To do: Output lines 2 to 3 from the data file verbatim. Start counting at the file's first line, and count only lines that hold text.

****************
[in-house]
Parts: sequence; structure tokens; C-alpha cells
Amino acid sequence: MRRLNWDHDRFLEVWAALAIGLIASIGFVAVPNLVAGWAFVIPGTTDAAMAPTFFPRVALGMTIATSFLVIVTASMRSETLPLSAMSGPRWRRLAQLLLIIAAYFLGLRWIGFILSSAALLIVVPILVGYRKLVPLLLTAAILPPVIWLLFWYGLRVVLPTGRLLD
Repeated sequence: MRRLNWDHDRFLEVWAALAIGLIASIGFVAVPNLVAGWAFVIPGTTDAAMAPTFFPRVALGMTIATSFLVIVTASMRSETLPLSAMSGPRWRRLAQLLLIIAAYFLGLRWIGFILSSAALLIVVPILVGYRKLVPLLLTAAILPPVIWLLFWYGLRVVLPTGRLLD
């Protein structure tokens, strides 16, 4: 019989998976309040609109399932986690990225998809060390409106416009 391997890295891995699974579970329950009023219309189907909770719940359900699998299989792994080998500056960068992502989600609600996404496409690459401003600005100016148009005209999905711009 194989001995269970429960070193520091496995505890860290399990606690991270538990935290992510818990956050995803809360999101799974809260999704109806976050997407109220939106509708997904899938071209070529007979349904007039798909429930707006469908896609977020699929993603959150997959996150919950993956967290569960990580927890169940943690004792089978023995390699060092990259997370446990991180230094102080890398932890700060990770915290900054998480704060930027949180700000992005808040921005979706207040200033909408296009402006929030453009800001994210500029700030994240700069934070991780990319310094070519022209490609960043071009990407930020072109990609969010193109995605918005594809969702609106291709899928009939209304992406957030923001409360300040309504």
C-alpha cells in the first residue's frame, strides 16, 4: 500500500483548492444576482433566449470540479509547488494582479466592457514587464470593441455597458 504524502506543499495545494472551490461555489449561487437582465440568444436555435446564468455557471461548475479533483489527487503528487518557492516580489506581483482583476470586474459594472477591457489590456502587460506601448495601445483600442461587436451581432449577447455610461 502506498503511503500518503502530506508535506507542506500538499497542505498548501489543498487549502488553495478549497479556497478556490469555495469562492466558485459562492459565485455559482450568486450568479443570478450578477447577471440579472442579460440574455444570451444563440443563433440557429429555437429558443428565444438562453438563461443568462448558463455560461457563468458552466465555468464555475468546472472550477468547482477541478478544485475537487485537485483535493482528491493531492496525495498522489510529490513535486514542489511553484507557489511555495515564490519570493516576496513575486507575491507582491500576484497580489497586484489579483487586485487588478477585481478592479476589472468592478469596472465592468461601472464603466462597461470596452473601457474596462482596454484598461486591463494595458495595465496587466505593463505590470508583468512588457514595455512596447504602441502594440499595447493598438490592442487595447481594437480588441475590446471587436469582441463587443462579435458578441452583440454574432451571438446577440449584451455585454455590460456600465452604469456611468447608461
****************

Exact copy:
Parts: sequence; structure tokens; C-alpha cells
Amino acid sequence: MRRLNWDHDRFLEVWAALAIGLIASIGFVAVPNLVAGWAFVIPGTTDAAMAPTFFPRVALGMTIATSFLVIVTASMRSETLPLSAMSGPRWRRLAQLLLIIAAYFLGLRWIGFILSSAALLIVVPILVGYRKLVPLLLTAAILPPVIWLLFWYGLRVVLPTGRLLD